Objectives Upon completion of this workshop, the participant will – Have a fundamental knowledge of the anatomy visible via flexible fiberoptic nasopharyngoscopy – Have practiced the use of the flexible fiberoptic nasopharyngoscope. – Have been provided with the indications and instructions for proper endoscope use and care. Normal variants and abnormal findings will be discussed in Advanced Course.
Examining the Larynx The simplest form of laryngeal examination is called "indirect laryngoscopy". The examiner can place a small mirror in the back of the throat and angle it down towards the larynx. Light can be reflected downward and the larynx can be seen in the mirror. Indirect laryngoscopy can be quick and gives a good three dimensional view of the larynx in true color. However, some individuals have a strong gag reflex and cannot tolerate the mirror exam. Normal speech cannot be assessed since the mirror must remain in the back of the throat.
Flexible Fiberoptic Endoscopy There are two special optical instruments that can be used to examine the larynx during an office visit; Flexible and Rigid Endoscopes. The curved part of the scope is a flexible fiberoptic cable that can be passed through the nose and through the pharynx until it gives a view of the vocal folds. The flexible scope causes very little gagging and is actually quite comfortable. Using the flexible endoscope, the larynx can be examined during normal speech. Photo Courtesy Bernadine Sonnier 2011
Indications for Fiberoptic Endoscopy (FOE) Sinusitis Epistaxis Nasal obstruction Foreign body Strong gag reflex* Failed mirror exam* Unilateral otitis media Dysphonia Dysphagia Odynophagia Symptoms of aspiration Hemoptysis *Documentation of a strong gag reflex and failed mirror exam should be included in note to justify procedure for billing purposes.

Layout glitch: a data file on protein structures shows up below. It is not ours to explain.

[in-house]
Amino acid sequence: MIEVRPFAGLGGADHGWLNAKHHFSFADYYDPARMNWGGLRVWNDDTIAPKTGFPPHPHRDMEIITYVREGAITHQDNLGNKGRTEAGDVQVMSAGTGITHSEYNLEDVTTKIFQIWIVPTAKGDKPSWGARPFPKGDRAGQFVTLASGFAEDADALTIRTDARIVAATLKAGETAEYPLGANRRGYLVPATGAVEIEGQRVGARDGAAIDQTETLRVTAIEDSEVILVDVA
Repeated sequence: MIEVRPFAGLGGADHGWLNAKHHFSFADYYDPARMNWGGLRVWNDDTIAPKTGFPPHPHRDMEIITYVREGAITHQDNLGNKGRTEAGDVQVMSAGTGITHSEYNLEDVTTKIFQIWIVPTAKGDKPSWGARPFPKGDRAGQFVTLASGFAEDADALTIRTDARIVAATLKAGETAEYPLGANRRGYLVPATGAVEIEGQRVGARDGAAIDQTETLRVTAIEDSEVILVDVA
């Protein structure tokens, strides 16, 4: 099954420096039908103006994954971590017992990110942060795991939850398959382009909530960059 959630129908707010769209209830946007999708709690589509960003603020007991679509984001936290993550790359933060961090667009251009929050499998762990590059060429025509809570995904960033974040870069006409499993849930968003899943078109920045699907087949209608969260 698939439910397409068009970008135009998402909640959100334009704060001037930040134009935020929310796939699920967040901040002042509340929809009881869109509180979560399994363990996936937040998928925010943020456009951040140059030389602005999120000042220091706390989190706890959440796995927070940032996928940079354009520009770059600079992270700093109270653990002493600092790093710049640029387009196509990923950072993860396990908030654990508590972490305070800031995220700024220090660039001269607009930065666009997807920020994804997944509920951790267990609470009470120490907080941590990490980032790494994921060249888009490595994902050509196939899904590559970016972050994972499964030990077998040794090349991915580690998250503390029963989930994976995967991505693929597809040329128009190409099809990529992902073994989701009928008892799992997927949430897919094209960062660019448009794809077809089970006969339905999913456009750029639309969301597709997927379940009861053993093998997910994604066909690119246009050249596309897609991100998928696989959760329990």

Coding 31231 Nasal Endoscopy (diagnostic) 31237 Debridement Endoscopy, Nasal 31575 Flexible Fiberoptic Laryngoscopy 31505 Laryngoscopy, Indirect 31515, Laryngoscopy, Direct 92511, Nasopharyngoscopy Use most specific procedure code with appropriate diagnosis. Cannot bill for BOTH 31231 (naso) and 31575 (larynx). Sinus debridement post- operative (31237) usually requires prior authorization.
Components of Scope Eyepiece/lens Light cable Up/Down Angulation control Bending section Objective lens Light Source
Tips For Starting the Exam Patient informed of the procedure (obtain consent) Proper positioning – Sniffing, head supported, use non-dominant hand to steady the pts. Head – Choose the most patent of the nares Appropriate equipment – Adult vs Pedi – Decongestant/anesthetic – Gloves – Chair – Photographic/video accessories – Biopsy materials if needed – Lubricant +/-
Preparation for FOE May want patient to blow nose. Assess most patent of nares. Antifogging solution. Apply topical decongestant – 0.05% Oxymetazoline – 0.25% -2 % Phenylephrine Apply topical anesthetic – 4% Lidocaine – Pontacaine Photo Courtesy Bernadine Sonnier 2011
Technique NO lube to distal 2 cm or use anti-fog Oral respiration vs nasal ? Slide scope along floor of nose, avoid septum Visualize turbinates and assess mucosa. Look for secretions, polyps or neoplasms. At the soft palate, start to direct the scope inferiorly – Protrude tongue (visualize vallecula) – Puff cheeks – Vocalize eeeee (vocal cord movement) – Vocalize kkkk (elevates soft palate) – Müller’s maneuver (sleep apnea)